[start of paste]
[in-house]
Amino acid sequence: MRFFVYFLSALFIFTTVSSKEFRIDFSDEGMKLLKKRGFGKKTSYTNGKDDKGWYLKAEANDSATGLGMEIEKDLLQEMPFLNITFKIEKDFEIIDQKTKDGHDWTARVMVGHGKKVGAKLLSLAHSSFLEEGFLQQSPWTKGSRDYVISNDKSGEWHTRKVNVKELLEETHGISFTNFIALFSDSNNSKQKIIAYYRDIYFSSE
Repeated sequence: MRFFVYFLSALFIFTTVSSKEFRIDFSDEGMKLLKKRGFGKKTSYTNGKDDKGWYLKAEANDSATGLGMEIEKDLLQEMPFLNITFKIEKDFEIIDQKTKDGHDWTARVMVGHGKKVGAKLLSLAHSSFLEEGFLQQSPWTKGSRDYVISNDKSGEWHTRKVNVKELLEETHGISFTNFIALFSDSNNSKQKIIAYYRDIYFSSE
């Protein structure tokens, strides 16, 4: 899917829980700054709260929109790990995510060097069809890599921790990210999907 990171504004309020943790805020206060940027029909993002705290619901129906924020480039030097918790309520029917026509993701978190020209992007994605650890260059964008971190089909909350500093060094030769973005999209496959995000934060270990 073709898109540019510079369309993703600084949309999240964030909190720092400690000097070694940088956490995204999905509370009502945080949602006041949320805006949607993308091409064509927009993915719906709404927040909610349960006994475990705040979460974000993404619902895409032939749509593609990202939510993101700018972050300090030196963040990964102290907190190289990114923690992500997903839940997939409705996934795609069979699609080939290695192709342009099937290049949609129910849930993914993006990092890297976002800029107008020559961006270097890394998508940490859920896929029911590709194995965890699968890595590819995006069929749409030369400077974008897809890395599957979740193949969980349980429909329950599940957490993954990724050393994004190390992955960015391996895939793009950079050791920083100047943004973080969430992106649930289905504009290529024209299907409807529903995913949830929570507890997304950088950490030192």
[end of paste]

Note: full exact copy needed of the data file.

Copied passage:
[in-house]
Amino acid sequence: MRFFVYFLSALFIFTTVSSKEFRIDFSDEGMKLLKKRGFGKKTSYTNGKDDKGWYLKAEANDSATGLGMEIEKDLLQEMPFLNITFKIEKDFEIIDQKTKDGHDWTARVMVGHGKKVGAKLLSLAHSSFLEEGFLQQSPWTKGSRDYVISNDKSGEWHTRKVNVKELLEETHGISFTNFIALFSDSNNSKQKIIAYYRDIYFSSE
Repeated sequence: MRFFVYFLSALFIFTTVSSKEFRIDFSDEGMKLLKKRGFGKKTSYTNGKDDKGWYLKAEANDSATGLGMEIEKDLLQEMPFLNITFKIEKDFEIIDQKTKDGHDWTARVMVGHGKKVGAKLLSLAHSSFLEEGFLQQSPWTKGSRDYVISNDKSGEWHTRKVNVKELLEETHGISFTNFIALFSDSNNSKQKIIAYYRDIYFSSE
């Protein structure tokens, strides 16, 4: 899917829980700054709260929109790990995510060097069809890599921790990210999907 990171504004309020943790805020206060940027029909993002705290619901129906924020480039030097918790309520029917026509993701978190020209992007994605650890260059964008971190089909909350500093060094030769973005999209496959995000934060270990 073709898109540019510079369309993703600084949309999240964030909190720092400690000097070694940088956490995204999905509370009502945080949602006041949320805006949607993308091409064509927009993915719906709404927040909610349960006994475990705040979460974000993404619902895409032939749509593609990202939510993101700018972050300090030196963040990964102290907190190289990114923690992500997903839940997939409705996934795609069979699609080939290695192709342009099937290049949609129910849930993914993006990092890297976002800029107008020559961006270097890394998508940490859920896929029911590709194995965890699968890595590819995006069929749409030369400077974008897809890395599957979740193949969980349980429909329950599940957490993954990724050393994004190390992955960015391996895939793009950079050791920083100047943004973080969430992106649930289905504009290529024209299907409807529903995913949830929570507890997304950088950490030192």